Skepta Fader

New Things We Learned About Skepta From His Interview With Fader Magazine

MOBO Award-winner Skepta is the cover star of Fader magazine’s June/July 2015 issue. Today, the publication released a revealing cover story, where he opens up about working with Drake and Earl Sweatshirt, growing up in North London, his Nigerian heritage, being independent and offers more details on his upcoming album, Konnichiwa. Skepta may be on the verge of global recognition, but this interview shows that the British MC will always stay true to the sounds that got him to where he is today. Check out the highlights below….  

On whether the imminent sessions with Earl Sweatshirt and Drake are going to change the direction of his forthcoming album Konnichiwa:

“Bruv, I put P. Diddy on a fucking grime tune. I don’t care what they feel about it. They have to come on my wave—that’s the only thing that’s going to give my album what it needs. I understand the objective now, and I ain’t going to fucking America to shoot a video. They need to come to the roads with me.”

Growing up, Skepta says he was quite shy and wasn’t always the cool kid in the school:

“In school, I wasn’t like the cool guy who had all the new clothes and had all the girls,” Skepta remembers. “I felt like the world saw me as an idiot.”

Some of that stemmed from being a second-generation African immigrant, with a surname that challenged some of his teachers. “In school, when a teacher would try and read my name, as soon as she goes to try and say it, I’d be trying to say it first, to stop the embarrassment of her not being able to pronounce it,” Skepta says. “I remember one day when I was about 15, my mum told me, ‘Junior, your name means something—just because your name isn’t some standard English name.’ I remember going back into school, and it started to power me up. Bare self-hate vibes was pushed into me as a kid at school, trust me.”

On how he started he started off his career as a producer:

He’d started making beats in his bedroom using “any program I could get my hands on,” including Mario Paint on the SNES and Music 2000 for PlayStation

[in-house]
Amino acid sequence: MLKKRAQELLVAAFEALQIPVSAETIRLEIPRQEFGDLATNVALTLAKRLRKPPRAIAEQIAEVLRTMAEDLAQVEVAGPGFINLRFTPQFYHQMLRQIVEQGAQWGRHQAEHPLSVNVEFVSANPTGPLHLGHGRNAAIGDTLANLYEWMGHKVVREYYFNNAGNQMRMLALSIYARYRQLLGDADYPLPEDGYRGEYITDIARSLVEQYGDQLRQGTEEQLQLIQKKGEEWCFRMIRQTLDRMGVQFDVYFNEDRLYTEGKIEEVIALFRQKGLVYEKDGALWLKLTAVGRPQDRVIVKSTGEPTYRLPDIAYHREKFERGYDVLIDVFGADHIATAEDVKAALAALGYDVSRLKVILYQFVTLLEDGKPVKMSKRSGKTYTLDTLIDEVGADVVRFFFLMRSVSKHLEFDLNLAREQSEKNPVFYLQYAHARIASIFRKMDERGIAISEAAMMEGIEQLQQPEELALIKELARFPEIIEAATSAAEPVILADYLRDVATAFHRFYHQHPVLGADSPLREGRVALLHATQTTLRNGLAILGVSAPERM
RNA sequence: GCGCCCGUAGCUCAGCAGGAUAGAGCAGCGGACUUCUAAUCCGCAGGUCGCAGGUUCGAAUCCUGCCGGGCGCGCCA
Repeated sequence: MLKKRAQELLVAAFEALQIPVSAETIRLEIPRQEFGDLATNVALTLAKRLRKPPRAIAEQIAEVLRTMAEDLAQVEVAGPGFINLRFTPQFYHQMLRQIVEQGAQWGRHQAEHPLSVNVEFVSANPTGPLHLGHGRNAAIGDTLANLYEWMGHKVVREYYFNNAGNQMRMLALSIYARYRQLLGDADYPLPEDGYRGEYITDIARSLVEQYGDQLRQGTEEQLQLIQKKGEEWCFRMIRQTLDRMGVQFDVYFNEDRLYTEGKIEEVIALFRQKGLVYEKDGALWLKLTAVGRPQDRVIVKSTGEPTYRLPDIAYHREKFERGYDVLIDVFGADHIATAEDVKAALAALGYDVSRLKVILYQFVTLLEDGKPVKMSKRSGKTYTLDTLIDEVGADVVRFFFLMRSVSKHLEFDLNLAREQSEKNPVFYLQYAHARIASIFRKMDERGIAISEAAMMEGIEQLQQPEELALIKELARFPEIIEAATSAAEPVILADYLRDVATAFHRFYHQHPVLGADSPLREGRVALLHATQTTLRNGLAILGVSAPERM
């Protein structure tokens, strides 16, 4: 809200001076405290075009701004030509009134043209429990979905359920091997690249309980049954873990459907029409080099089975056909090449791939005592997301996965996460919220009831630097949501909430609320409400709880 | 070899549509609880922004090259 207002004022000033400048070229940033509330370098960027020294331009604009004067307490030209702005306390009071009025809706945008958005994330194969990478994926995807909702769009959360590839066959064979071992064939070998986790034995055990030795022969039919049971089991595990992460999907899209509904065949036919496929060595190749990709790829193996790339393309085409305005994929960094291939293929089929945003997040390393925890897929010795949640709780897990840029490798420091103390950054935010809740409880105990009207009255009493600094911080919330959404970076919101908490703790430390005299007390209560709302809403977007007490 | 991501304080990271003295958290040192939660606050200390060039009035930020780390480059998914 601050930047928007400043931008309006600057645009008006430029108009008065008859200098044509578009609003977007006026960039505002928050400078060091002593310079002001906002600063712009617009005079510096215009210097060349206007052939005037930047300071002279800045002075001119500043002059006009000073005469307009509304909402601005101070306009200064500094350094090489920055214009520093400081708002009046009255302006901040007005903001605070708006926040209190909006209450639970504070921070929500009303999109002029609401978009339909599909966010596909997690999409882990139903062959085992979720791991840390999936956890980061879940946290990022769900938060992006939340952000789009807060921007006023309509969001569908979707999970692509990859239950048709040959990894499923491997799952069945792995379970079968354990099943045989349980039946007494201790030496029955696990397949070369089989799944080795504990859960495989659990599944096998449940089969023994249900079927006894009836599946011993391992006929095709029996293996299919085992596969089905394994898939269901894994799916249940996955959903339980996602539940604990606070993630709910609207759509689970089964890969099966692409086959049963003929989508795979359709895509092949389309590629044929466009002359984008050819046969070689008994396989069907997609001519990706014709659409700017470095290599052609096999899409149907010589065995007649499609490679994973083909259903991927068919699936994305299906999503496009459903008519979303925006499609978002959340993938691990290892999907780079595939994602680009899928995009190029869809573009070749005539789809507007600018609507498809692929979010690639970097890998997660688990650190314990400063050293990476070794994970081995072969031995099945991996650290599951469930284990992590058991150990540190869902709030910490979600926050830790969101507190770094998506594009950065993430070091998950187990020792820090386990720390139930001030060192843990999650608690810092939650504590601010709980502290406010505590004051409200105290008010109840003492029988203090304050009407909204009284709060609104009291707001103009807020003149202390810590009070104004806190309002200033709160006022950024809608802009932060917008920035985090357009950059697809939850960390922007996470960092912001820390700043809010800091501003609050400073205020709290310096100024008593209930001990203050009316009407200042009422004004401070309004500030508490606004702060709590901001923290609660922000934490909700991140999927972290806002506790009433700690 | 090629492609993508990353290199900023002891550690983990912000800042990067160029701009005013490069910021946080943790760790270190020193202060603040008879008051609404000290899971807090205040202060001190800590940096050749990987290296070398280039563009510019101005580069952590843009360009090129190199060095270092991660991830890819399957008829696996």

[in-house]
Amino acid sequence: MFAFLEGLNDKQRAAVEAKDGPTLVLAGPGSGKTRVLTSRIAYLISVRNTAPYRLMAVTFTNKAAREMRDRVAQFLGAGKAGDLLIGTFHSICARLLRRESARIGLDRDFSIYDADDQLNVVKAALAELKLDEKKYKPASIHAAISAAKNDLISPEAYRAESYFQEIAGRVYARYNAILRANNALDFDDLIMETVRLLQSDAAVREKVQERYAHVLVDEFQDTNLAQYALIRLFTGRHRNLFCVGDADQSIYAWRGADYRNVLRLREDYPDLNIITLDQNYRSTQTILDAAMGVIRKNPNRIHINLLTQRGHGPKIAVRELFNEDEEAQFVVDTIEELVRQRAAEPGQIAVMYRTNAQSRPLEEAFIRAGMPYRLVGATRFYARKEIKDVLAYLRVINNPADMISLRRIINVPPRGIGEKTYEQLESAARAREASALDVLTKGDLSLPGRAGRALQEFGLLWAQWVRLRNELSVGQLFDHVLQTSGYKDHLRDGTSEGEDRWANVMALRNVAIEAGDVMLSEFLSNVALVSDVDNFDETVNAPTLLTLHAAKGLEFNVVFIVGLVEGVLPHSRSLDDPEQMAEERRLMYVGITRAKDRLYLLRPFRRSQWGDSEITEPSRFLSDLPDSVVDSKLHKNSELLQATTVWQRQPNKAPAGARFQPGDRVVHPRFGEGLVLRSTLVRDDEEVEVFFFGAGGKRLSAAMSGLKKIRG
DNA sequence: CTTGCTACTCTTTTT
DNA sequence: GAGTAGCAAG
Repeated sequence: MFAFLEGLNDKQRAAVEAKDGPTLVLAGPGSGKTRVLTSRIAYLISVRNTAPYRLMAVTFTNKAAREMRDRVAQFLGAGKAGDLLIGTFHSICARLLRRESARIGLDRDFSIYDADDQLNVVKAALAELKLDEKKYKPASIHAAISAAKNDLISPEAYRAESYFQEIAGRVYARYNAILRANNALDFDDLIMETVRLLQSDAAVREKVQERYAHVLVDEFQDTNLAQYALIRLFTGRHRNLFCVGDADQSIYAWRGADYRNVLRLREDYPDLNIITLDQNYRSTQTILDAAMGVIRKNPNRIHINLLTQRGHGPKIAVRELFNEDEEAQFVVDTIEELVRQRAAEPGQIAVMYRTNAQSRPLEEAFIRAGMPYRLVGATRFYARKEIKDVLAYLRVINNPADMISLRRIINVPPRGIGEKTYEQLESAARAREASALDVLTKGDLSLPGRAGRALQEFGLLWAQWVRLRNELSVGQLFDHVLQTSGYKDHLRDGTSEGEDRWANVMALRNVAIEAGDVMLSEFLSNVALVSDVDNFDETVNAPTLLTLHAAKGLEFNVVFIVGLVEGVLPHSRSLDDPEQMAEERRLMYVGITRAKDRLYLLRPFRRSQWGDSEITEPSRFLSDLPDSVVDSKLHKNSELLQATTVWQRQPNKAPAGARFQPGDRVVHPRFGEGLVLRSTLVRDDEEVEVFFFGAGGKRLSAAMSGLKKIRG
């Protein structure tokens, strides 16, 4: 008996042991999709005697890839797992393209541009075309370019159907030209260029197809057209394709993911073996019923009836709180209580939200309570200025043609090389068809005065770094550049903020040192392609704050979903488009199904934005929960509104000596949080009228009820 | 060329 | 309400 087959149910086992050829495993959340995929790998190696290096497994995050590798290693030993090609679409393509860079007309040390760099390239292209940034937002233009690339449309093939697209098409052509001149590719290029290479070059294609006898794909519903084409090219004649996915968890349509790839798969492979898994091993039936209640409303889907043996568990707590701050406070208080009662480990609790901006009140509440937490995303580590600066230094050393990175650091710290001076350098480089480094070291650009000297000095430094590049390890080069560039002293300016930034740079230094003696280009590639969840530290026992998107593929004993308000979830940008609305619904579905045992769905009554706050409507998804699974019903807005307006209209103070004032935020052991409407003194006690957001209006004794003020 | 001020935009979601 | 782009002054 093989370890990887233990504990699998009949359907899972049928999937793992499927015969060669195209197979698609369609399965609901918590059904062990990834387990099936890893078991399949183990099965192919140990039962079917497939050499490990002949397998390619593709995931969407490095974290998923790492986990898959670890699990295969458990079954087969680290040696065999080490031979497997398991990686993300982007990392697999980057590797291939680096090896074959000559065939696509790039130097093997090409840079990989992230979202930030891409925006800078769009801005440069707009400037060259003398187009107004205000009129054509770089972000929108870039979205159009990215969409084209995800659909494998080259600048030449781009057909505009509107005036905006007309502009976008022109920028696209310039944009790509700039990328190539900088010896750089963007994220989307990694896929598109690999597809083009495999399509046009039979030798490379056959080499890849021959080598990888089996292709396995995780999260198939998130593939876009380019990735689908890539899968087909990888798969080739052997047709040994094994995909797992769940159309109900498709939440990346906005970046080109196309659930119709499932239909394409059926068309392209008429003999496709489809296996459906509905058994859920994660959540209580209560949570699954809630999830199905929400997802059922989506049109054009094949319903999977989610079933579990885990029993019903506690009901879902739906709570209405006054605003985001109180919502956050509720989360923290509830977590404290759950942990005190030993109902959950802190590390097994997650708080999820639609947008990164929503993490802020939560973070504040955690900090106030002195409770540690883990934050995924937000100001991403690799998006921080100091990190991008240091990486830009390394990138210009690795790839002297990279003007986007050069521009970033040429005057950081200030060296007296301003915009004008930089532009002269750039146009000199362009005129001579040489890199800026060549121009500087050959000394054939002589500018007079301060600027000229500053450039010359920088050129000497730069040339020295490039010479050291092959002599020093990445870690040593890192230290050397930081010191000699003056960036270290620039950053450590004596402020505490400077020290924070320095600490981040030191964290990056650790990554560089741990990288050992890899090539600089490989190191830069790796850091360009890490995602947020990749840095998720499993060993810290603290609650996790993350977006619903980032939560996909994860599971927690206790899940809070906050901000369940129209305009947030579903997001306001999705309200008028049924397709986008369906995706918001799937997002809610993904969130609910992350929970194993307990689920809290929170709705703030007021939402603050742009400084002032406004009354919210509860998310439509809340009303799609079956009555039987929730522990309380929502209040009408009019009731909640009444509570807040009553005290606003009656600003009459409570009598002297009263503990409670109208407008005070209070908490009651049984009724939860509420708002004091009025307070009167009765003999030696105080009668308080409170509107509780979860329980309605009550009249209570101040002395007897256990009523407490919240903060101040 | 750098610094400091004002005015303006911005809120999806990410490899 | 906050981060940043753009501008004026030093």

On being proud of his Nigerian heritage:  

 “When I was a youth, to be called ‘African’ was a diss,” Skepta remembers. “At school, the African kids used to lie and say they were Jamaican. So when I first came in the game and I’m saying lyrics like, I make Nigerians proud of their tribal scars/ My bars make you push up your chest like bras, that was a big deal for me. All my early lyrics were about confidence. I can hear myself fighting back.”

On the success of Boy Better Know:  

“It was so DIY back then,” recalls Skepta. Each time he played Heat FM, he would pay £20 toward the running of the station. Even in the short term, it was an investment worth making: he says he sold “literally thousands” of his white label vinyl instrumentals in London’s record shops, typically driven straight from the pressing plant in the back of a friend’s car. “It was a priceless hustle, man,” he says of his success marketing and selling his own music without the support of a major label or management team. “Pirates were like the sickest, most rebellious type of pop-up that you could ever have.”

On why he has no regrets for releasing a succession of dance singles between 2008 and 2012:

“In my head, Dizzee and Wiley were the people that I was looking up to,” he says. “That was all I knew! If my man makes a dance tune, I’m making a dance tune. But then I came to this point in my life recently where I was like ‘Rah, I’m a man—like, maybe I’m a leader? Maybe I should make a new path?’ And that was when I just stopped looking to Wiley and Dizzee as the blueprint. You’ve got to fucking take that baton and run with it, to make your own blueprint.”

On why he had to go back to his roots:

“I’m on Tottenham High Road, bro, and I’ve never seen anybody topless with all their chains on, outside a brand new convertible, popping champagne,” he says. “And as soon as I realized that, everything started going well.”

On why the popularity of Afrobeats makes him happy:

“It makes me happy to see all these kids today just love Afrobeats, because since the start I’ve been trying to fucking fight for this ting, for them to be able to stand up,” he says.

On why Konnichiwa, with the exception of one beat, is produced entirely by Skepta:  

 “I want anybody from around the world to be able to listen to the album and know it comes from London,” he says—“from the beats, not just the vocals.”

On why he delayed the release of Konnichiwa:

Konnichiwa had initially been scheduled to come out in March 2015, but all his success this past year, in addition to a new management team, have forced a new strategy: he wants to take his time and get it right.

On if he would ever sign with a major label:

“Somewhere in my heart I feel like I’m way past a record deal now,” he says, as we sit in his car at the end of our drive together, back outside his parents’ old house. “It’s pointless to me. I believe in my talent so much, it’s crazy. It’s not about a record label to me.”

On his parents seeing his success:

“I see my mum sometimes in a Boy Better Know T-shirt,” he says, smiling. “It makes me happy, man, because I know that they’ve seen so much. You’ve got to imagine: my mum and dad have been in Nigerian wars and shit. So you move to England to make a better life for your children.”

“I want to give them that house in Nigeria,” he says. “Finished, done, built. For them to look back on this and say, ‘You know what? That’s what we went to England for.’"

Check out the full interview on FADER

Photo Credit: Samuel Bradley 


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